As is well known, the study of tectonics, the branch of geology dealing with large-scale Earth structures and their deformation, experienced a major breakthrough in the 1960s with the formulation of plate tectonics. The simultaneous confi rmation of sea fl oor spreading and continental drift, together with the recognition of transform faults and subduction zones, derived from the interpretation of new and improved data from the fi elds of marine geology and geophysics, and earthquake seismology. By 1970 the essentials of plate tectonics – the extent of plates, the nature of the plate boundaries, and the geometry and kinematics of their relative and fi nite motions – were well documented.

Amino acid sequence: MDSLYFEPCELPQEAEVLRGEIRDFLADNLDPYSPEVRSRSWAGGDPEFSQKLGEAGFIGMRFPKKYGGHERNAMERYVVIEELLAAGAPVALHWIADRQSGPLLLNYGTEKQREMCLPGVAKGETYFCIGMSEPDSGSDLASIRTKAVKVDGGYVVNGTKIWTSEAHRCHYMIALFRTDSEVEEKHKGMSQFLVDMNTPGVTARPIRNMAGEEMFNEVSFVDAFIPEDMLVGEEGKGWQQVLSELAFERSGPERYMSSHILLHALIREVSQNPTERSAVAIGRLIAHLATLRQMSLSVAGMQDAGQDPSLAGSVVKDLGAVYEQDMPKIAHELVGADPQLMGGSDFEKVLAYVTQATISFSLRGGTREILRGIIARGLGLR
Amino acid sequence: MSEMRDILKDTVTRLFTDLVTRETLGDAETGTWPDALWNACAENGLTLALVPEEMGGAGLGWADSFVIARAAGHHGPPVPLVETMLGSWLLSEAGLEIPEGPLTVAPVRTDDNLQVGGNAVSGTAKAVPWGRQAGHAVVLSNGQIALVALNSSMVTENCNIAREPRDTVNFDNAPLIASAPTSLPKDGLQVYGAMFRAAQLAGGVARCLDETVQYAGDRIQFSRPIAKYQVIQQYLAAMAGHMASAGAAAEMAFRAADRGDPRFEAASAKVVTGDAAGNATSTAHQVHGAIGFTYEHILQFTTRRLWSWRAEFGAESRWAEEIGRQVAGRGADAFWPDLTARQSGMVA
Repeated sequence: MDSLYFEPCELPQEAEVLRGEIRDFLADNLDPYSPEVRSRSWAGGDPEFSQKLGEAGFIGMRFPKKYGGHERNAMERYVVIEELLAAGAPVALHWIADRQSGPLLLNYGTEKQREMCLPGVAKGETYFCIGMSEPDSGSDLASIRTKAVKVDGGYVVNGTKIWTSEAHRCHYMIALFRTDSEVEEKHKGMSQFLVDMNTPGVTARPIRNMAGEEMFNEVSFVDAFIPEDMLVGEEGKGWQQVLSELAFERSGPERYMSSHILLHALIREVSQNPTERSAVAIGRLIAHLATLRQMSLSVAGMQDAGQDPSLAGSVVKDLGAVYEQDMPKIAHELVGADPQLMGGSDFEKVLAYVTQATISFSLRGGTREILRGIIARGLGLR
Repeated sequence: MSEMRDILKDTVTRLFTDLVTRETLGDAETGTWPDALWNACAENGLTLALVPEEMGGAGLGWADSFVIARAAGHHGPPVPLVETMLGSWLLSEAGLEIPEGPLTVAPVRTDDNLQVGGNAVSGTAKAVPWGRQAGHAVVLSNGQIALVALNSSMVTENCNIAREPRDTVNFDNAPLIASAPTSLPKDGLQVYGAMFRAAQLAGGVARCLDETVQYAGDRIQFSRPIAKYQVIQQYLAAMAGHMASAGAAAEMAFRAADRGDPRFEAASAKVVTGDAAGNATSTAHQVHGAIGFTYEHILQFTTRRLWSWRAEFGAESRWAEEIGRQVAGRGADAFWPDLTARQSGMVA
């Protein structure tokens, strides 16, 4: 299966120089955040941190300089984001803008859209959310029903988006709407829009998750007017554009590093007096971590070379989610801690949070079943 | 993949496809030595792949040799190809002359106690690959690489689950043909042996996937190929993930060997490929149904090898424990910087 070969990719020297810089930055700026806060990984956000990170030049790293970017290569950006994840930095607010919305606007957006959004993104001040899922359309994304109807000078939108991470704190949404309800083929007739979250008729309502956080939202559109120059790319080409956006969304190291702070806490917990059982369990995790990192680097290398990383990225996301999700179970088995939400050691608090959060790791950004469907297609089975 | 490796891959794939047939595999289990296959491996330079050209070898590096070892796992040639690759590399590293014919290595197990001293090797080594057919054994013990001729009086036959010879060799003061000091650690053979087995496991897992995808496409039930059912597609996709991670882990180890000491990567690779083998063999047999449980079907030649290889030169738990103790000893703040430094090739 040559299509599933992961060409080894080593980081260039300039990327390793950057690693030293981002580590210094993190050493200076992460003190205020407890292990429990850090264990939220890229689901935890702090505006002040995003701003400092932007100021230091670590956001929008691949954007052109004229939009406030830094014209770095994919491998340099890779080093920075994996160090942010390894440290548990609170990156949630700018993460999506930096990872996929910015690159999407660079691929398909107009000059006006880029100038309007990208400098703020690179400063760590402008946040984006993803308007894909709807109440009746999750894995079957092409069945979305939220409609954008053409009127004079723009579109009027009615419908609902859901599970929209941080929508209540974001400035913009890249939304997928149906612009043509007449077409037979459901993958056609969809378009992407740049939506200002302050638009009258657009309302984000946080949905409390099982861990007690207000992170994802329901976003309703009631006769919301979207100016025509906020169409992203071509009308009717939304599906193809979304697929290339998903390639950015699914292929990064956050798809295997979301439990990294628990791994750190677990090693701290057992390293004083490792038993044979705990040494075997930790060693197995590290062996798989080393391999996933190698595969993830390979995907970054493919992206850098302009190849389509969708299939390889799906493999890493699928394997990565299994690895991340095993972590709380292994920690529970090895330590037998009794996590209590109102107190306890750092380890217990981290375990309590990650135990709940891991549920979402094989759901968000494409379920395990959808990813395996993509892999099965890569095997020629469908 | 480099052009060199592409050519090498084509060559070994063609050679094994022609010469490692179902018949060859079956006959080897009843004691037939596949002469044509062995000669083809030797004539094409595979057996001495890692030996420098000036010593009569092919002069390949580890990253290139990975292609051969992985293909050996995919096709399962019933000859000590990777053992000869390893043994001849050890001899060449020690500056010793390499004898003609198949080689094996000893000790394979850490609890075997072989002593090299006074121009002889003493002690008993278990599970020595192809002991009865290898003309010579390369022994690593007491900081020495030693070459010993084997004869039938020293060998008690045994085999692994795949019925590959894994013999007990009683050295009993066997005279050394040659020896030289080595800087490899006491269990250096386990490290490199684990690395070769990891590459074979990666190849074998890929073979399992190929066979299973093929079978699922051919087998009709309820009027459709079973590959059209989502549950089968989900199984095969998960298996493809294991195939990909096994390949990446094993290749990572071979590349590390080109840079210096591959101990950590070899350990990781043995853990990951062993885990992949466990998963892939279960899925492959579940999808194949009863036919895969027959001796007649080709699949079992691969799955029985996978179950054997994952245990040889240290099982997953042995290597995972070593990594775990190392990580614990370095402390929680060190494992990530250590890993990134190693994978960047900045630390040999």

As further details emerged, it soon became apparent that plates and plate boundaries are well-defi ned in oceanic areas, where the plates are young, relatively thin, but rigid, and structurally rather uniform, but that this is not true for continental areas. Where plates have continental crust embedded in them they are generally thicker, older and structurally more complex than oceanic plates. Moreover the continental crust itself is relatively weak and deforms more readily by fracture and even by fl ow. Thus the nature of continental tectonics is more complex than a simple application of plate tectonic theory would predict and it has taken much longer to document and interpret. An important element in this has been the advent of Global Positioning data that have revealed details of the deformation fi eld in complex areas.